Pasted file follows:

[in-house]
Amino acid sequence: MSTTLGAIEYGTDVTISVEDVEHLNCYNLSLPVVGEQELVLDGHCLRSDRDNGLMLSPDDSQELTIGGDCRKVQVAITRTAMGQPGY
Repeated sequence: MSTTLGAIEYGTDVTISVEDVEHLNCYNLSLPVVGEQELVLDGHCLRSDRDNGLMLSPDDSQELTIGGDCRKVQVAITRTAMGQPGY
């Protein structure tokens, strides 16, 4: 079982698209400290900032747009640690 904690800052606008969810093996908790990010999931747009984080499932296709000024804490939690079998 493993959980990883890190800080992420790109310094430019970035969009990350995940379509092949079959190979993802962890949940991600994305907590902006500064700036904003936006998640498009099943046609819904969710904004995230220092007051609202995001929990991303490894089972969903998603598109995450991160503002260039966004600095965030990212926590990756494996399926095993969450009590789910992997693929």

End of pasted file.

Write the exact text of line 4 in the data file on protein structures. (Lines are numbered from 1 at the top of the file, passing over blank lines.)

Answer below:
């Protein structure tokens, strides 16, 4: 079982698209400290900032747009640690 904690800052606008969810093996908790990010999931747009984080499932296709000024804490939690079998 493993959980990883890190800080992420790109310094430019970035969009990350995940379509092949079959190979993802962890949940991600994305907590902006500064700036904003936006998640498009099943046609819904969710904004995230220092007051609202995001929990991303490894089972969903998603598109995450991160503002260039966004600095965030990212926590990756494996399926095993969450009590789910992997693929």